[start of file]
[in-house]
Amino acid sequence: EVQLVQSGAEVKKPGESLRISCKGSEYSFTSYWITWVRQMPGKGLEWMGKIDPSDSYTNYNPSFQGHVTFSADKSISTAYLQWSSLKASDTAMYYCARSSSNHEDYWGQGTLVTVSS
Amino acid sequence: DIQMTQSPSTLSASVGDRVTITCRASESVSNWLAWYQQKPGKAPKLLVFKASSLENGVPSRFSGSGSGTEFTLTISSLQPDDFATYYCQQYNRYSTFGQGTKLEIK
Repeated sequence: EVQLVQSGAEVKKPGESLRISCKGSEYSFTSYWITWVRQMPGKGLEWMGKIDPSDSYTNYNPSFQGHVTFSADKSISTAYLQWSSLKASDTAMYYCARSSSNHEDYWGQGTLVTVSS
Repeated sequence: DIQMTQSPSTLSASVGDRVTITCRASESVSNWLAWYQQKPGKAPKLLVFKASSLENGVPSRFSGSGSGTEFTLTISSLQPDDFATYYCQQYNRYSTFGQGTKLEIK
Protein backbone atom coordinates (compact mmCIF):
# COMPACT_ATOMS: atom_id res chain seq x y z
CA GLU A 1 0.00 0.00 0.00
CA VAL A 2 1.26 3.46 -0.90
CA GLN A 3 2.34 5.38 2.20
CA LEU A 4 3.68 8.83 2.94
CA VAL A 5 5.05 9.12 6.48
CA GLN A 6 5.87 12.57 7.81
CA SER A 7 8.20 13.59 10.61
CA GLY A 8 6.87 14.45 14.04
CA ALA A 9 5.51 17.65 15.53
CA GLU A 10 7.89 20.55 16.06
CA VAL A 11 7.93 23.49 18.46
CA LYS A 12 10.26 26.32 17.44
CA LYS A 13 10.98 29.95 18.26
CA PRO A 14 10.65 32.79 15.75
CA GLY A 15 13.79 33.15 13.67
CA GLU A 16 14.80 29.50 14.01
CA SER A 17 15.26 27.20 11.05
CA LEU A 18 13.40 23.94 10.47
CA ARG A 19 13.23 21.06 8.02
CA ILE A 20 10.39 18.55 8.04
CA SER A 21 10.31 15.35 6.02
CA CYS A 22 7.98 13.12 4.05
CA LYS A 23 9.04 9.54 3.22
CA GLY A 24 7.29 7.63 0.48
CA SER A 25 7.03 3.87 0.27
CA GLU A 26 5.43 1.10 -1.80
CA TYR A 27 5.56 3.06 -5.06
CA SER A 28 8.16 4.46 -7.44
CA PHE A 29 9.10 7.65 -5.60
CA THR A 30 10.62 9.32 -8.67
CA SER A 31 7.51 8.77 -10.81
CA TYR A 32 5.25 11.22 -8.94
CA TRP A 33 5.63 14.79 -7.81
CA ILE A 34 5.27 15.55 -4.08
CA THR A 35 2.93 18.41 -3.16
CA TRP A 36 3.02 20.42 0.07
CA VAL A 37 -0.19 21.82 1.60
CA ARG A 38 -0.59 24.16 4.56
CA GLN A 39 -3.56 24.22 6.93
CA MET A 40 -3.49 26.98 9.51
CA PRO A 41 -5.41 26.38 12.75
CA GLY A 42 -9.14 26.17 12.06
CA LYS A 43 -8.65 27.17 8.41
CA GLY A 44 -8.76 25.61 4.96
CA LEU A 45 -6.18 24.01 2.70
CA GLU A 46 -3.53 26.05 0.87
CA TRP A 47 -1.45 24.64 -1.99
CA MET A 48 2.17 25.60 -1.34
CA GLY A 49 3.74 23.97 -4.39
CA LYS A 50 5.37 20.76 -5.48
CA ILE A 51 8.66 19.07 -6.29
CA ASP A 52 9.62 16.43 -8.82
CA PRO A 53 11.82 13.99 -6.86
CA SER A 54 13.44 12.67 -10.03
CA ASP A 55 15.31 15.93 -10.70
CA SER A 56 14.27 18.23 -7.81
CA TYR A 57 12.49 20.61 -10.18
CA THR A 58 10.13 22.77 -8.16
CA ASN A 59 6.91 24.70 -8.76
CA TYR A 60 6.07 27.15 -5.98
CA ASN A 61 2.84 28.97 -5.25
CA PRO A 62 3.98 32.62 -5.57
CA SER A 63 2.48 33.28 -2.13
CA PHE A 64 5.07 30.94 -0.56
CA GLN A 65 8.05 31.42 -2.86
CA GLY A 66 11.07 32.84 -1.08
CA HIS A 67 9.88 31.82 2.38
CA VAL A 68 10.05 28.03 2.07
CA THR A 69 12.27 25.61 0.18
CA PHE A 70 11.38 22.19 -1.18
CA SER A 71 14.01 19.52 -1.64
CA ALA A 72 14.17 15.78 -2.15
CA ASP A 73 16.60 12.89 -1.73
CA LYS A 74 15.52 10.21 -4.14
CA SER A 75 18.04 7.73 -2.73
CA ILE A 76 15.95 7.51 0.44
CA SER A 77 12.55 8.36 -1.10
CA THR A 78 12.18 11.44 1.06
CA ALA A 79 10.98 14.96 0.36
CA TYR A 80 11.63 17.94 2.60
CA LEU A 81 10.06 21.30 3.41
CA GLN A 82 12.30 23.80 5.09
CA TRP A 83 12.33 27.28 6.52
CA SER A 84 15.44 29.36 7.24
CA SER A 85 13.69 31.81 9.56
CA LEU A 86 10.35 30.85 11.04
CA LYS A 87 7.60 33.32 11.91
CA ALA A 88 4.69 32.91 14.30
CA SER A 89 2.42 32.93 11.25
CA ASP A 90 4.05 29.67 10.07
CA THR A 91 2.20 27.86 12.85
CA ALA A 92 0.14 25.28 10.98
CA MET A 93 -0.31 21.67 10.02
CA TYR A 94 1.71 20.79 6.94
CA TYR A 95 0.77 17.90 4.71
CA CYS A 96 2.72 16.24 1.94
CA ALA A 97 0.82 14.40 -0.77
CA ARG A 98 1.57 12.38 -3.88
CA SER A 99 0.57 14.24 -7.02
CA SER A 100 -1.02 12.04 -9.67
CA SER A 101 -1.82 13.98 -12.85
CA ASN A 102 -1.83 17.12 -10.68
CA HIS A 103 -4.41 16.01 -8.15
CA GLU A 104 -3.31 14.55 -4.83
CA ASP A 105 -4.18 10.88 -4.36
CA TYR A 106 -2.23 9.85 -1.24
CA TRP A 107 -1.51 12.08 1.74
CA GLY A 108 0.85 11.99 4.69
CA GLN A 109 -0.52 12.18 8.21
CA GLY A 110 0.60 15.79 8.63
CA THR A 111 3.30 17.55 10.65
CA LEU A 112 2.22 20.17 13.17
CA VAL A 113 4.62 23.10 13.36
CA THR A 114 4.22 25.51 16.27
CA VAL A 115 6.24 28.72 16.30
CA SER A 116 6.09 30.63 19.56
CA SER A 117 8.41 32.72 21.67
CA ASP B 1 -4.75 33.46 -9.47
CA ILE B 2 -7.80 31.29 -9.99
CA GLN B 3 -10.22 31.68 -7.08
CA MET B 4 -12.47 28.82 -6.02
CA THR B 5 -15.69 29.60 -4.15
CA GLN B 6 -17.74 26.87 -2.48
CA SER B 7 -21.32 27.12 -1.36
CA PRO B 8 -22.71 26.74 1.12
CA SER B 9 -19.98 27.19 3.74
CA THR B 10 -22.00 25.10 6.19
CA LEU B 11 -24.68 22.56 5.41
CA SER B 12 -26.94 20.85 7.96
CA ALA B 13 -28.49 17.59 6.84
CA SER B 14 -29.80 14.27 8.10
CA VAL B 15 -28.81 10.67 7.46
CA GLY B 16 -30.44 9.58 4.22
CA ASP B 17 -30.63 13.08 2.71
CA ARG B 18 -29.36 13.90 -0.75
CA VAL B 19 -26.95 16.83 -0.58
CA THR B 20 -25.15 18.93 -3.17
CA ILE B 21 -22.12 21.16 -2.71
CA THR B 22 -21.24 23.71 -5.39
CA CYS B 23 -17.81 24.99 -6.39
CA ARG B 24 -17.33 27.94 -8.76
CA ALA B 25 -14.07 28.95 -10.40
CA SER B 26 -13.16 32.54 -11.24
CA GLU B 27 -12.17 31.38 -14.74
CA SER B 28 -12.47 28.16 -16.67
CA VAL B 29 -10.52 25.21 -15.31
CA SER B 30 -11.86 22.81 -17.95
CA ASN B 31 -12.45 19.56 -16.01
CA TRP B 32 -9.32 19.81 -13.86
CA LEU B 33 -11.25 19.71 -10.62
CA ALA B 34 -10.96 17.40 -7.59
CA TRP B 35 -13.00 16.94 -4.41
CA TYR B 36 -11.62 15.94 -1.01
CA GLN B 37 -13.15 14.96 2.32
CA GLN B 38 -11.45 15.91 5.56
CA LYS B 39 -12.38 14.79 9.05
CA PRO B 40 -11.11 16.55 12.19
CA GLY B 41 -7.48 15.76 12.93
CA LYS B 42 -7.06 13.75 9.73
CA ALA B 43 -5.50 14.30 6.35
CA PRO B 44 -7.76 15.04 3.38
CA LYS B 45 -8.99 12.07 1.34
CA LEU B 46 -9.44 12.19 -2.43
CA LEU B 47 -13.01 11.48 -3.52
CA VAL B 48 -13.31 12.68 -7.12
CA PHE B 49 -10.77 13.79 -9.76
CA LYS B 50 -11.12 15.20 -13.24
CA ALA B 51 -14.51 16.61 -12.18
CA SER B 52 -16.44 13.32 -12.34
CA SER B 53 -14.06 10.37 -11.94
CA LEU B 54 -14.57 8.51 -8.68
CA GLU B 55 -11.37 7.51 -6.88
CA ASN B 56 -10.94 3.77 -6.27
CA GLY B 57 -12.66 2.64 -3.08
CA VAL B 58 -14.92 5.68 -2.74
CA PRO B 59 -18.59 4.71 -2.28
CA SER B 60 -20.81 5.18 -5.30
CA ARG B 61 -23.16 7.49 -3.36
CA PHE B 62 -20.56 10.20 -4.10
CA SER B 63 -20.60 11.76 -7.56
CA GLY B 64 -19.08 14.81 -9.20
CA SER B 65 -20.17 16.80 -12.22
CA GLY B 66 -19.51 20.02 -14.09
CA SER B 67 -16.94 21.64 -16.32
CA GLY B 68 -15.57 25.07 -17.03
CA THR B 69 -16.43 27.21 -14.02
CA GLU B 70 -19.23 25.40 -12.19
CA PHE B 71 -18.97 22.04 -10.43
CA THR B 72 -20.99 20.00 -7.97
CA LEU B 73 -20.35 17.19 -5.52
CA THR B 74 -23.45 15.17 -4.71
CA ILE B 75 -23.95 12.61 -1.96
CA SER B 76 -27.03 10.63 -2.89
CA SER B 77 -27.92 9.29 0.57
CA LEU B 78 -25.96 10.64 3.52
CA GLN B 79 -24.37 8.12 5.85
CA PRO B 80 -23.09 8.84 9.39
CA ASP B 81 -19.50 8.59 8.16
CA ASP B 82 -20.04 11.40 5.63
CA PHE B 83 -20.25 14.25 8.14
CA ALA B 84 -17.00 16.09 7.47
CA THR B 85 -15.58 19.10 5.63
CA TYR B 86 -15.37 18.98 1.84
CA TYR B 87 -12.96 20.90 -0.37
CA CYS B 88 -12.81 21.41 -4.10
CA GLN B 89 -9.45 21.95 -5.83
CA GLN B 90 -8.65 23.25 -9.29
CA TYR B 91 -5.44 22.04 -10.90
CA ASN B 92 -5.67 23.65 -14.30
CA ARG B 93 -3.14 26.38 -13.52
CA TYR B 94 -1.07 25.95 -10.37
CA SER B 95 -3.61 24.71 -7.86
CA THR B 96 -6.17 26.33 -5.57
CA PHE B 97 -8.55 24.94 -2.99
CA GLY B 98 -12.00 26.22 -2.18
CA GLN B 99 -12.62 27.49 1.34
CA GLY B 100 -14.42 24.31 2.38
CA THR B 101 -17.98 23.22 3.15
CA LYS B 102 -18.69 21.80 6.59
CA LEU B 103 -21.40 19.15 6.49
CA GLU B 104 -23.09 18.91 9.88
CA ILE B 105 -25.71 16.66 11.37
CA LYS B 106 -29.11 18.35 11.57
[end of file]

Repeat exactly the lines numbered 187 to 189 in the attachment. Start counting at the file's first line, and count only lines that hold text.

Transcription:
CA SER B 63 -20.60 11.76 -7.56
CA GLY B 64 -19.08 14.81 -9.20
CA SER B 65 -20.17 16.80 -12.22